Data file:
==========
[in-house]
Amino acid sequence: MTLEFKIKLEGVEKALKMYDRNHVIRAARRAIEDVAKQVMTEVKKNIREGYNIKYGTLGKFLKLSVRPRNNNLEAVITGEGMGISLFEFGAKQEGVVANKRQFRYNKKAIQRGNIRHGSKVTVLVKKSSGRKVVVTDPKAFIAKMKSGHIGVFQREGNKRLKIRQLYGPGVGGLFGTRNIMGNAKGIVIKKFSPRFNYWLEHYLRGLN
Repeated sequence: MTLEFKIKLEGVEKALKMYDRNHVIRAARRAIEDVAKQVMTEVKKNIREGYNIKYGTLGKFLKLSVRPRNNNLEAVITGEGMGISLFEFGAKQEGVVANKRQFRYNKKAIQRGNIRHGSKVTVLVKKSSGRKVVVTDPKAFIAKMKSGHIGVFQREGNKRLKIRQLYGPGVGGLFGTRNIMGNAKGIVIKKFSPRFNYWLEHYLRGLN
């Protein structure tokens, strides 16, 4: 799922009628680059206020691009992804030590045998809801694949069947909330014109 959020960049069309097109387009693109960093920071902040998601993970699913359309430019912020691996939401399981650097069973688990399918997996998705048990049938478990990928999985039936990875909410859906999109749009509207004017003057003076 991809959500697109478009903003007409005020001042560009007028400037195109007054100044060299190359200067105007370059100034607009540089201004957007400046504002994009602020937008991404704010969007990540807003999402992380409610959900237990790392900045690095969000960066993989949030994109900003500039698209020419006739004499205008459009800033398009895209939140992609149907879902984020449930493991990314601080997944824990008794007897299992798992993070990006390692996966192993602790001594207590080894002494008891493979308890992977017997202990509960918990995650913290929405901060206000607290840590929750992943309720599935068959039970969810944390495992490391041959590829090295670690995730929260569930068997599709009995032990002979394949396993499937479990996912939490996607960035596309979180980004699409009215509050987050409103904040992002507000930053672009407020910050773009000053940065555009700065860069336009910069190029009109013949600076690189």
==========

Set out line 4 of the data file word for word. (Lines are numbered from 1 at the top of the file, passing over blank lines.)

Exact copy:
């Protein structure tokens, strides 16, 4: 799922009628680059206020691009992804030590045998809801694949069947909330014109 959020960049069309097109387009693109960093920071902040998601993970699913359309430019912020691996939401399981650097069973688990399918997996998705048990049938478990990928999985039936990875909410859906999109749009509207004017003057003076 991809959500697109478009903003007409005020001042560009007028400037195109007054100044060299190359200067105007370059100034607009540089201004957007400046504002994009602020937008991404704010969007990540807003999402992380409610959900237990790392900045690095969000960066993989949030994109900003500039698209020419006739004499205008459009800033398009895209939140992609149907879902984020449930493991990314601080997944824990008794007897299992798992993070990006390692996966192993602790001594207590080894002494008891493979308890992977017997202990509960918990995650913290929405901060206000607290840590929750992943309720599935068959039970969810944390495992490391041959590829090295670690995730929260569930068997599709009995032990002979394949396993499937479990996912939490996607960035596309979180980004699409009215509050987050409103904040992002507000930053672009407020910050773009000053940065555009700065860069336009910069190029009109013949600076690189």